Friday, September 14, 2012

Elastic Boundaries - Eleanor Shepherd

Back in the seventies, I read Future Shock by Alvin Toffler who addressed the challenges of the information explosion.  At that time, it all seemed theoretical to me and I was not aware of how the bombardment of information would affect my life.  Now, as my husband, Glen and I sit up in bed late at night with our iPads glowing, we seem to have difficulty letting go of what is going on and just relax.   Before turning out the light, I click on the Facebook icon just to make sure nothing world shattering has happened to any of my thousand odd friends.  I hear Glen playing another YouTube video of some band or other, drinking in the music with great delight.  These things are not a part of our schedule.  They are on top of the daily routine, yet at times, they seem to barge in and try to take over.  Will they become the focus of our lives, when we are ready to leave our daily occupation and move into the next phase of our lives? 
They are a part of the transition that our generation is making from a world where life seemed to be orderly and everything had its place to the information explosion that has turned our world upside down.  Assumptions that seem certain today, we may call into question tomorrow, as new knowledge surfaces.
Take a concrete example.  I observe and compare the way that our daughter is raising her little girl.  In my day, if we had a question or concern about what was happening to the baby, we had a few options.  If we were extremely anxious, we would call the paediatrician’s office.  For less significant concerns, we could call our mothers or mothers-in-law, or even another more experienced mother. If we still were not satisfied, we looked it up in our baby and childcare books. 
When my daughter has a question, she immediately opens her iPad and Googles her question.  There she has a world of experts ready to help her.  It can be a little intimidating.  In addition, there seem to be theories that become dominant because many experts adopt them.  That credibility makes them the accepted way of doing something.  For example:  When we were expecting our babies, the instructors in our pre-natal classes taught us that we were to lay them on their sides or their stomachs, but never on their backs.  They might spit up and choke on it.  My daughter was advised in her classes that the only proper position for your baby to sleep is to be on her back.  Her little one survived without incident and eventually she learned how to turn over and sleep on her stomach; perhaps that is the best solution.  I wonder what instructions the experts will offer to my granddaughter when it comes time for her to have her children and she attends her online pre-natal classes.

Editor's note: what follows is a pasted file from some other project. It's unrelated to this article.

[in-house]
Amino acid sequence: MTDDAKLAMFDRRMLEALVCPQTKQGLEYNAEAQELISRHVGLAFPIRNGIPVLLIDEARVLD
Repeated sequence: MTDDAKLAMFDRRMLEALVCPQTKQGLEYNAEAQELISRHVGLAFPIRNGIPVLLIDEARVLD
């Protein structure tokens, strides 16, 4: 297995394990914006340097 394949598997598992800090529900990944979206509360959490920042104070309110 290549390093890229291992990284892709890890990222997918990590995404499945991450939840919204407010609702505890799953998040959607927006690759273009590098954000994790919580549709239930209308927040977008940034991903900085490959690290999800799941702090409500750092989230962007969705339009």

We find ourselves in the midst of transition.  The boundaries that enclose what we know in our world have become quite elastic.  Some fear that they will stretch so far they will break.  I believe we have little to fear with the proliferation of knowledge.  Never will the human mind or any of its inventions Never can the human mind or any of its inventions hope to be able to exploit the Source of all knowledge.  What we need, to go with our abundance of knowledge, is an increase in wisdom.  That comes as we gain an understanding of who we are, of the significance of our lives, and of our limitations.  These enable us to make deliberate choices about which knowledge will govern our lives.  Wisdom equips us with safe boundaries wherein we can examine and choose options consistent with who we desire to be. 
Word Guild Award
Word Guild Award

1 comment:

Tracy Krauss said...

It is sobering when one considers the changes that have taken place - even in the last five years! Change is accelerating like never before, making some of those old 'futuristic' novels seem quite plausible indeed.

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